COLUMBUS (COLUMBUS BUSINESS FIRST) — The redevelopment of the Schumacher Place Giant Eagle, a project that has earned vocal pushback from its neighbors, has gotten the city’s official sign-off.
Monday night, Columbus City Council granted the developer, Pizutti Cos., a variance allowing for ground-floor townhouse-style residential units on the site and rezoned the property.
The legislation passed by council on Monday permits the construction of a mixed-use building at 280 E. Whittier St., which will contain 8,250-square-feet of retail uses and 262 residential units. The development will also be served by a 262-space garage and 17 on-street parking spaces, in a terraced building that rises 4.5 stories closer to the commercial corridor and 3.5 stories closer to the homes. NBBJ is the architect for the project.
Residents have said they felt the building was much too big for the site, as the development was originally proposed. Some residents compared the proposed development to a whale.
Jon Riewald, vice president of development at the Pizutti Cos., said the firm has taken time to address neighbors’ concerns about traffic, the size of the development and more. Pizutti completed a traffic study, parking study and a sun study, among others, throughout the course of planning.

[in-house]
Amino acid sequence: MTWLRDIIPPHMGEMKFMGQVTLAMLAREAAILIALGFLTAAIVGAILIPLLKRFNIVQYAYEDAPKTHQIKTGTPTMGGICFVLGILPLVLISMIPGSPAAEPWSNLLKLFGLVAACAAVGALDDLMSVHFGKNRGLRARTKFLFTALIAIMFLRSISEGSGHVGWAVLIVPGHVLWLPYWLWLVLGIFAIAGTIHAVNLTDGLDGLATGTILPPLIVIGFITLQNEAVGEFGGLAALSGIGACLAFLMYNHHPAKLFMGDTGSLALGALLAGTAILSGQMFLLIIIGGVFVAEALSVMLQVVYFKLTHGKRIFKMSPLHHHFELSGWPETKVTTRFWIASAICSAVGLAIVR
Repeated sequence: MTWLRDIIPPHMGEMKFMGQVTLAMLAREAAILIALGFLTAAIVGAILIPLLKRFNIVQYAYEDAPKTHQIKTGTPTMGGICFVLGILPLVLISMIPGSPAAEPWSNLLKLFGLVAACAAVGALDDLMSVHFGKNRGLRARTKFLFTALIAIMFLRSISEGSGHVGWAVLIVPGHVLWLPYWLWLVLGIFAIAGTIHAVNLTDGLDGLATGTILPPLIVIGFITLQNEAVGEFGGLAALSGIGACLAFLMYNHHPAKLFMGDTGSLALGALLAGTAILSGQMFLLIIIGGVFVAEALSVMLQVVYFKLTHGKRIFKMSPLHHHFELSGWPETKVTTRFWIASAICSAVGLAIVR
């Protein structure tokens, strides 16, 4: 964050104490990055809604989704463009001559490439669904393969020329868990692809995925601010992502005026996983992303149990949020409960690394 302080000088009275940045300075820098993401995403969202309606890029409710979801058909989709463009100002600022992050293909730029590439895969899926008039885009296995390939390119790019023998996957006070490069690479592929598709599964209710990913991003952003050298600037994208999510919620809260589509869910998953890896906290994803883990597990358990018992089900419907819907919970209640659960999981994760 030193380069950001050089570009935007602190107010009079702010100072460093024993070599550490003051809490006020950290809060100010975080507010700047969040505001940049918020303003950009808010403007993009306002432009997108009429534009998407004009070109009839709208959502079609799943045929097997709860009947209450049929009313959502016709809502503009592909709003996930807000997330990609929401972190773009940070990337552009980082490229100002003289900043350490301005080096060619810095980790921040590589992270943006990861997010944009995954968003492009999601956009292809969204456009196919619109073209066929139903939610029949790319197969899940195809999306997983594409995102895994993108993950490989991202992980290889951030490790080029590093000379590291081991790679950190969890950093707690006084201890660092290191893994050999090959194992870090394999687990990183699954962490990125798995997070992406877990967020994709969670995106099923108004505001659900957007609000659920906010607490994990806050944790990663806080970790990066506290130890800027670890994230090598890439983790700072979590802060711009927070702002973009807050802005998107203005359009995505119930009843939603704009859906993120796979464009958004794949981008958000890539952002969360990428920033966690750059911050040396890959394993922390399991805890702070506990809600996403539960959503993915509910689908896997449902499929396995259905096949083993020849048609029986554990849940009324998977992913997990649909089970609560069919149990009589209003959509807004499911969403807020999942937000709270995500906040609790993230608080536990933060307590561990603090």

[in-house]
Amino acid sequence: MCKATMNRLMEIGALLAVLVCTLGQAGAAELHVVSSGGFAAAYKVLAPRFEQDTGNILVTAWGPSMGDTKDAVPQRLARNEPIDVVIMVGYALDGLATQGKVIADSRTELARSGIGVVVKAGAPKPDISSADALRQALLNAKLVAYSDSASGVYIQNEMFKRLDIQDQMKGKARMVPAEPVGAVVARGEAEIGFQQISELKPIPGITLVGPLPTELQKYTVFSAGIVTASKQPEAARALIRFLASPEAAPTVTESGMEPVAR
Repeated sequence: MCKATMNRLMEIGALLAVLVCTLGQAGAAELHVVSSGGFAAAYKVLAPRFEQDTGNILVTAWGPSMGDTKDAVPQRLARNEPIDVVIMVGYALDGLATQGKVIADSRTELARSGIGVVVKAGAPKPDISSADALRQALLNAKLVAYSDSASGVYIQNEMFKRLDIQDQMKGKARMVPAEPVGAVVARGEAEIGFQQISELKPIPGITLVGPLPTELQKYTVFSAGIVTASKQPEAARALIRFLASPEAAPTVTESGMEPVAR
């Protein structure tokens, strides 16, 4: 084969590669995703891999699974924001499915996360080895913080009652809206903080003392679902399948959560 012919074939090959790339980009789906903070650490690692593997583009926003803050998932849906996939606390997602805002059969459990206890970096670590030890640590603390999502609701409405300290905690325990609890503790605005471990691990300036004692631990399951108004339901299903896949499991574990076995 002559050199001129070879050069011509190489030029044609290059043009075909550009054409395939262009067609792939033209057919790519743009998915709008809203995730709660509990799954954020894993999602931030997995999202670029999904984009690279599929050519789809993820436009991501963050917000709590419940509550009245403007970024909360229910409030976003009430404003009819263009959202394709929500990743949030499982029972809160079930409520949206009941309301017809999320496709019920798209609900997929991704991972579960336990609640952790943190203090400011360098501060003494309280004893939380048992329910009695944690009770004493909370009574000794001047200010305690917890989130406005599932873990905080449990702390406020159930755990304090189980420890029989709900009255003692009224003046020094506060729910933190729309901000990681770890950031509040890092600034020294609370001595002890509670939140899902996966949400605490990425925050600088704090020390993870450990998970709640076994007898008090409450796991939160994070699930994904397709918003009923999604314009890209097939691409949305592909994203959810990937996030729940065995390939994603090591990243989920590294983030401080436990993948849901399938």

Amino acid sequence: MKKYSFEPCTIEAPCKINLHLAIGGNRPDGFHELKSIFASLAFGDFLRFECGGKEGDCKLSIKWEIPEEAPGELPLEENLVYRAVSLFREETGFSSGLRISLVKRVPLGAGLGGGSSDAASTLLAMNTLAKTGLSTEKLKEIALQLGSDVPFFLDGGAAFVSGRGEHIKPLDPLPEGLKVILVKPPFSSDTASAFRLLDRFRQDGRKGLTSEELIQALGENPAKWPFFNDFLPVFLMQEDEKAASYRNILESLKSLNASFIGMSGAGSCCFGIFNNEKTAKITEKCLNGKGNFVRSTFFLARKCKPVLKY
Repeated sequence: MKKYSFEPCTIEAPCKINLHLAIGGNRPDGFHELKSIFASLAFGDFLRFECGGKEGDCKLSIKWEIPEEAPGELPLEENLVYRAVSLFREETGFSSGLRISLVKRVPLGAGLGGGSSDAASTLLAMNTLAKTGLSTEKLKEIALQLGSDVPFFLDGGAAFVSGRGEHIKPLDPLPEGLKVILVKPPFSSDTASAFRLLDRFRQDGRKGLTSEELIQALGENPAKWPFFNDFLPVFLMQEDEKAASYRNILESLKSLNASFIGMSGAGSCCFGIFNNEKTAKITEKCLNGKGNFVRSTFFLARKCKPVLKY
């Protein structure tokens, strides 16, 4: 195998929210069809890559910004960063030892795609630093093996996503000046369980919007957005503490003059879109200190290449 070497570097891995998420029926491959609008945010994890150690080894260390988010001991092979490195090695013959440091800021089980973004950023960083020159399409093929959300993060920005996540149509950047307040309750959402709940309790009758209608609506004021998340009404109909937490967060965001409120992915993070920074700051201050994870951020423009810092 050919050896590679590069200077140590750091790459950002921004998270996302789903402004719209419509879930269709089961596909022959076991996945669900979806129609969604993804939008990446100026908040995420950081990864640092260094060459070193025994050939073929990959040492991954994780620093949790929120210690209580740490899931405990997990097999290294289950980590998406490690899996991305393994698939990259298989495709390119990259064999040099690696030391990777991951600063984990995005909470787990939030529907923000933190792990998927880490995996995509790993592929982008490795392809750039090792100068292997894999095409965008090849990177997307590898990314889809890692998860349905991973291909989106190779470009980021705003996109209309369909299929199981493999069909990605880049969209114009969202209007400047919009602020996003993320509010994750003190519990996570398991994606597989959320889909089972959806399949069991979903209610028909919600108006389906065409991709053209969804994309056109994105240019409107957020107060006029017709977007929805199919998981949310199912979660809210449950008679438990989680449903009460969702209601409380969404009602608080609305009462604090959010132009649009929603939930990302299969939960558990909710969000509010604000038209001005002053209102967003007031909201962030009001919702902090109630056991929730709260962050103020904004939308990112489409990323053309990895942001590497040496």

“We need to face the reality that Columbus is a growing city. We have a housing shortage and within the next nine years we are projected to surpass a million people within the city of Columbus,” Riewald said. “The question is really, where are these people going to live? It’s critical for the success of our city to make sure we are putting forward quality, dense urban infill along transit quarters adjacent to transit job centers.”
Changes made in response to resident feedback include a reduction in size and the addition of additional strategic landscaping.
Some residents remain opposed to the project, saying the building is too tall and that the developer’s changes were not enough. There were three speakers against the development and three in favor of the development at Monday’s meeting.
Brenda Gischel, president of the Schumacher Place Civic Association, asked the council to “play by their own rules,” and not rezone the site. She said that she felt the city’s process failed her and her neighborhood.
Gischel and Chris Hune, president of the Board of Trustees of the German Village Society, said those in opposition are not opposed to development at the site, but are opposed to a development like this.
Resident Robert Leis, who was wearing a t-shirt with a blue whale emblazoned on the front, said he was in support of the project and challenged developers across the city to work on building affordable housing.
“We can build our way out of the impending (affordable housing) crisis, but only if what we build is truly equitable and accessible for all members of our community,” Leis said. “Columbus is an ecosystem. Like all ecosystems, it needs diversity to thrive. Even whales are an important part of the ecosystem we need here in Columbus.”
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